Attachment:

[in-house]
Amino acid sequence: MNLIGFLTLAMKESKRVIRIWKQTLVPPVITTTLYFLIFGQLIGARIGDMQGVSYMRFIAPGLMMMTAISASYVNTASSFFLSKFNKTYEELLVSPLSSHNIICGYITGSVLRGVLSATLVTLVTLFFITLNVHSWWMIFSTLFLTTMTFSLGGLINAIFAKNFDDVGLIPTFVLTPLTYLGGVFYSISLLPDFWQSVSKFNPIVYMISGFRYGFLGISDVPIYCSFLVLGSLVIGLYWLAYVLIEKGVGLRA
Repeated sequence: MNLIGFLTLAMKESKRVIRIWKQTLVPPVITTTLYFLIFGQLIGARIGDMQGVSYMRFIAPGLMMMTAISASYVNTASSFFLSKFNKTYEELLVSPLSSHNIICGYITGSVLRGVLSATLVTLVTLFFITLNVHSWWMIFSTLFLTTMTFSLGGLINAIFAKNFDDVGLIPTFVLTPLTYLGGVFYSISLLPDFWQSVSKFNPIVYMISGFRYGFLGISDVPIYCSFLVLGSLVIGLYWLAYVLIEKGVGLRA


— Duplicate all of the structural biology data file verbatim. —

[in-house]
Amino acid sequence: MNLIGFLTLAMKESKRVIRIWKQTLVPPVITTTLYFLIFGQLIGARIGDMQGVSYMRFIAPGLMMMTAISASYVNTASSFFLSKFNKTYEELLVSPLSSHNIICGYITGSVLRGVLSATLVTLVTLFFITLNVHSWWMIFSTLFLTTMTFSLGGLINAIFAKNFDDVGLIPTFVLTPLTYLGGVFYSISLLPDFWQSVSKFNPIVYMISGFRYGFLGISDVPIYCSFLVLGSLVIGLYWLAYVLIEKGVGLRA
Repeated sequence: MNLIGFLTLAMKESKRVIRIWKQTLVPPVITTTLYFLIFGQLIGARIGDMQGVSYMRFIAPGLMMMTAISASYVNTASSFFLSKFNKTYEELLVSPLSSHNIICGYITGSVLRGVLSATLVTLVTLFFITLNVHSWWMIFSTLFLTTMTFSLGGLINAIFAKNFDDVGLIPTFVLTPLTYLGGVFYSISLLPDFWQSVSKFNPIVYMISGFRYGFLGISDVPIYCSFLVLGSLVIGLYWLAYVLIEKGVGLRA